“I’ll watch ‘em,” somebody purred. Celeste’s eyes darted among the faces, wondering who would have volunteered until her eyes landed on Cormack. She stiffened, an inadvertent tremor running up her spine. Please no she begged in her mind.
Alexius slapped him on the back, saying, “I thought you just might take up that opportunity.” His smile was malicious as he said, “Just don’t damage her too much.”
Cormack’s eyes never left Celeste’s as he replied, “I’ll make no promises.”
Alexius howled with laughter and joined the others as they mounted their horses and made a hasty departure to Akin.
Cormack made no immediate move. He continued drinking, staring at Celeste until she felt like a mouse being played with by a cat. She was trembling so hard she felt that the ropes restraining her were the only things keeping her together and without them she’d simply fall apart into uncountable pieces. “Joshua,” she hissed, just trying to feel that she wasn’t so alone. Cormack stood, dropping his now empty bottle of alcohol and coming towards them. Celeste closed her eyes, trying to calm her panicked senses. She had to fight back, and she couldn’t do that if she was shaking this hard. Cormack pulled a dagger from his belt.
Beside her, Joshua snarled at Cormack, “Don’t you dare touch her.”
Cormack glanced at him, “And what will you do when I do touch her?” His speech was slurred from drink. “Spit at me? Curse me?” He smiled smugly, “You go right ahead and curse away.” He bent next to Celeste, the dagger held to cut her binds. Joshua’s ropes finally snapped. He didn’t wait a moment. Powered by adrenaline, he leapt at Cormack with a roar, catching him by surprise, and they both went down. Scrambling in the dirt, Joshua somehow regained his footing first and grabbed Cormack, throwing him to the side. Trying to retain his advantage, Joshua went to Cormack before he could stand and kicked him in the side. Cormack cried out in pain and anger, and when Joshua tried to kick him again, he grabbed Joshua’s leg and pulled him down. Joshua hit the ground hard and groaned. Cormack stood, slightly hunched over the side Joshua had kicked. Weakly, Joshua was trying to stand, but Cormack, furious, grabbed Joshua’s head and slammed his knee into it. Celeste yelled, “No!” an unbidden tear falling down her cheek as she helplessly watched. Dazed, Joshua swayed on his knees, but Cormack had retrieved his dagger and, before Joshua could react, slammed the butt of it on his head. Joshua sighed and fell face-first to the dirt, unconscious.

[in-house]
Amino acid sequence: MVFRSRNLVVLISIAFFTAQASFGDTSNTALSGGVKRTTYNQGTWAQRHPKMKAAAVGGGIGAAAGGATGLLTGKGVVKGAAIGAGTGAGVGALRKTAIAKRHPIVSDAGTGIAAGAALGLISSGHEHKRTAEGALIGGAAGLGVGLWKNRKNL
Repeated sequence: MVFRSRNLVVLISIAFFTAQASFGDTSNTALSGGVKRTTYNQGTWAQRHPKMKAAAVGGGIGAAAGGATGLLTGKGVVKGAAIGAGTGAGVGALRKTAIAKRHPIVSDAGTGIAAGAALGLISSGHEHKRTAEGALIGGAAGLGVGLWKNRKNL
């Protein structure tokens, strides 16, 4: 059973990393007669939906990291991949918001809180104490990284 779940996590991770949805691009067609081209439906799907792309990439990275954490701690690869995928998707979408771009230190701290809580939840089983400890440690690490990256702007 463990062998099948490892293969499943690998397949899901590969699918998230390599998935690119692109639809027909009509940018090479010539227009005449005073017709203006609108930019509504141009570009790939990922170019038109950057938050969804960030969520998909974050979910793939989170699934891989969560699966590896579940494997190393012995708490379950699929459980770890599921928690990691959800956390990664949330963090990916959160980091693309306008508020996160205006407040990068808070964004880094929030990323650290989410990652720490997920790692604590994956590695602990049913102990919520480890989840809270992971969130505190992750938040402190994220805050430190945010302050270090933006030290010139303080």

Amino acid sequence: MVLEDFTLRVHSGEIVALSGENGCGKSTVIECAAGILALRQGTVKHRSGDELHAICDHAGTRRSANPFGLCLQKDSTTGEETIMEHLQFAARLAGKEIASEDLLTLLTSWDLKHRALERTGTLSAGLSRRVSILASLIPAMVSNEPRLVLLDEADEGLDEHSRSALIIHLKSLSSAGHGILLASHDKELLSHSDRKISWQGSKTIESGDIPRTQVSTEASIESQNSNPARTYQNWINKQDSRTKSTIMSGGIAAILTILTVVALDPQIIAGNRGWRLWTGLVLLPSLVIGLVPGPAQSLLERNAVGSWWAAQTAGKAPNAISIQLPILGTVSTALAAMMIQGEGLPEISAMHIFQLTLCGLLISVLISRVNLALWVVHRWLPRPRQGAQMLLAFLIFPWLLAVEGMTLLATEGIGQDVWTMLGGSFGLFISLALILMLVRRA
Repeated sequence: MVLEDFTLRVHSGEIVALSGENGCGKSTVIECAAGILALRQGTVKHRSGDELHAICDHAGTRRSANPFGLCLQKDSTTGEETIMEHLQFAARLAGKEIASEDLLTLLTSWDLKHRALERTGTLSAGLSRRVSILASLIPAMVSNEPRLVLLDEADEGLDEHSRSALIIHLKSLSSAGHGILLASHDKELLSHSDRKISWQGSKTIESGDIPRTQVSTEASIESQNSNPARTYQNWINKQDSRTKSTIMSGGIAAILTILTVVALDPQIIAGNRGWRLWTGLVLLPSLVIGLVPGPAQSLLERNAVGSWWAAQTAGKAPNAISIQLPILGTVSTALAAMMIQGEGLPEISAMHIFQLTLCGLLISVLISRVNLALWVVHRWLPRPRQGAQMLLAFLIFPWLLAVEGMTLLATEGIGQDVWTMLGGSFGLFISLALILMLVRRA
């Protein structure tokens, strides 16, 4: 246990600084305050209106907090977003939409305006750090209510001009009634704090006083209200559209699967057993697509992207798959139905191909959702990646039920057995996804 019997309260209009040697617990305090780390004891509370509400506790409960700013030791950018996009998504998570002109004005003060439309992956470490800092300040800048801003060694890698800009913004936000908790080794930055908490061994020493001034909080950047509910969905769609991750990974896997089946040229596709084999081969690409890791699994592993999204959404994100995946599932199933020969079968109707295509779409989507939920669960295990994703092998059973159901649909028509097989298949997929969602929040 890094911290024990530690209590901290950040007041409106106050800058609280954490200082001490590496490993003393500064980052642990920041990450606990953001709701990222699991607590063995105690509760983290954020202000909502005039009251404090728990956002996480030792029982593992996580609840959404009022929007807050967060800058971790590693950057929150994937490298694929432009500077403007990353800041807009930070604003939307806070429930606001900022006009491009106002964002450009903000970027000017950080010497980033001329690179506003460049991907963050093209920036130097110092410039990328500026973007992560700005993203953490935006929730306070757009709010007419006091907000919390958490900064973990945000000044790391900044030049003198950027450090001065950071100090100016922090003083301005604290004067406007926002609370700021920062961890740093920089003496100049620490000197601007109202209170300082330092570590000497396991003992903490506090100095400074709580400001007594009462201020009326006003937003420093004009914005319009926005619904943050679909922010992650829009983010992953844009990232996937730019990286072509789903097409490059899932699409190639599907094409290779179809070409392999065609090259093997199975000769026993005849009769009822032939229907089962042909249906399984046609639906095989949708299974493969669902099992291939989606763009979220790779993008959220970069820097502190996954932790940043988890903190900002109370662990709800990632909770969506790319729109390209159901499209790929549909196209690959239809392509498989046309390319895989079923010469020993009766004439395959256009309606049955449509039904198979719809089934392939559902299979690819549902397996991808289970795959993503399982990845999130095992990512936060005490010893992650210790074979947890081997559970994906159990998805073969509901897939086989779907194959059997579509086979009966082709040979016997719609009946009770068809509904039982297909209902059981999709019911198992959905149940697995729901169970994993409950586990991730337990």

Celeste cried, “No! Joshua!” staring at his prone form and praying he was still alive. Then Cormack, breathing heavily and very angry, turned to Celeste. He cut her bonds, dropping his dagger and grabbing her wrists to wrap a rope around them as she struggled uselessly. Cormack seemed to have the strength of a bear, and Celeste, weak as she was, felt like a child in his vicelike grip. Her wrists bound, he took hold of her arm and dragged her away from the camp, away from Joshua, into the jungle.
She twisted and yanked, trying desperately to slip from his talons, but Cormack only growled and dug his fingers into her arm. Celeste whimpered in pain. He pulled her forward deeper into the jungle until it was so dark, Celeste could only see by the light of the moon through the trees’ leaves. Gracelessly, Cormack threw Celeste to the ground in front of him.
Celeste growled, crawling to her hands and knees as she felt something inside of her, like her gut was twisting, and she realized was it was: cold rage. The past week of being dragged behind these men like she was nothing, being captured in the first place, all the pain from her wrists and legs and back, the taunts, the fear and terror of this moment, and what this man had done to Joshua— all of it melted and simmered into one pure emotion. Rage. In that moment, on the dirt while Cormack was standing over her, she didn’t think it was possible for her to hate an individual more than she hated him. The anger surged through her veins, making her cold all over. Before she knew what she was doing, she shrieked like a banshee and launched herself at Cormack, her bound hands open, her nails pointed like a cat’s claws as she raked them across his face. Cormack stumbled back in shock, clutching the bloody streaks across his face. Celeste grinned like a demon in the moonlight, wanting in that moment nothing more than this man’s death. The cold wafted from her like mist, and the Stone around Celeste’s neck suddenly grew intensely cold, glowing in the darkness. Instinctively, Celeste grasped cold and the rage and the energy and directed all of it straight at the man before her.
Cormack had removed his hands from his face and was staring at Celeste with an expression of loathing when he suddenly stiffened, surprise flickering across his face as a blue pallor touched it. He let out one misty breath in the air before ice particles froze him where he stood. The ice spread over his clothes from his head to his feet in an instant, icicles growing from his fingertips and hair, that expression of surprise literally frozen on his face.
From the trees, Joshua, holding Cormack’s dagger, burst forth, and looked on in wide-eyed shock as the last layer of ice covered Cormack. The frozen figure stood there for a moment, a blue statue in the moonlight. Staring at it, Celeste tilted her head, and the statue shattered like glass, raining down in tiny pieces to the grass.
With Cormack gone, Celeste’s rage dissipated, and so did her strength. Swaying, she found herself unable to continue standing and collapsed, Joshua catching her just before she hit the ground.